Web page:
[quoted text clipped - 37 lines]
>C0003
C0004 etc....

The best way to sort a char/number field is to zero pad the numbers.
Otherwise you might get 1,10,100,2,20,200... It appears you do have it
zero padded so the sort should be OK.

The question is....is this id/key field linked to other records in other
tables? For example, let's say the current number is C1345. It really
should be C0004. If you have other records in say an orders table with
C1345, you would need to update all references of C1345 to C0004 in all
tables that use your key field.

Before you make ANY changes make sure you have a backup copy!!!!!

You could try this...if the Emp table doesn't have an autonumber. Open
the table in design mode and create a new field; NewNum type autonumber.
and NewEmpID type Text. Save it. You should now have a sequential list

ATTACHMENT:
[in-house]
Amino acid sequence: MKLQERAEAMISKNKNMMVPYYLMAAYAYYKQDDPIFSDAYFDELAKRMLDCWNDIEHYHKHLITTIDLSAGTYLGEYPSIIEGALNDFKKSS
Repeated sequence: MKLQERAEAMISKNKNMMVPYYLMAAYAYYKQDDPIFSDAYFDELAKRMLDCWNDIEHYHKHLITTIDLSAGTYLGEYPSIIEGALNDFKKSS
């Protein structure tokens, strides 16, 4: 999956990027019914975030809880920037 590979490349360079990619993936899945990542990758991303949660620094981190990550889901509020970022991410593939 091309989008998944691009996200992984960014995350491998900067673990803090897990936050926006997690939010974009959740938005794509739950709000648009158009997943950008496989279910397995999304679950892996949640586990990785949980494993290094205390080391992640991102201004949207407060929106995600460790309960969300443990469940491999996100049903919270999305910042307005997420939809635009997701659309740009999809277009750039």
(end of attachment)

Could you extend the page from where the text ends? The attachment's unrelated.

of numbers in NewNum. With an update query you could update NewEmpID to
"C" & Right("00000" & NewNum,5)
Now you'll have a sequential list in the emp file.

There's a promblem with autonumbers in this type of situation. If you
open a record, start something, and then leave without saving the record
you'll have a skip between autonumbers.

So you need to change the autonumber to Numeric/longint so you don't get
gaps. So change NewNum to type Numeric.

For the most part, concatenating alph to numeric to create a key is poor
design, afaic. If you don't want breaks, you should create the key
when the record is saved, not when created. You can use DMax to get the
max number of NewNum and add 1 to it to avoid breaks. Ex:
NewEmpID = "C" & Right("00000" & (Dmax(NewNum)+1),5)
Also, once you update your table and get your dataentry correct for
creating the key you need to change NewEmpID to your old EmpID.

If your system has been in use for a while and other tables use your
current numbers, you have a problem that's not as easy to correct by
simply updating the number/key. Any help you get you should be willing
to pay for.

Juanica
http://www.youtube.com/watch?v=EAVJf5WMIEQ
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Jun 27 '08 #3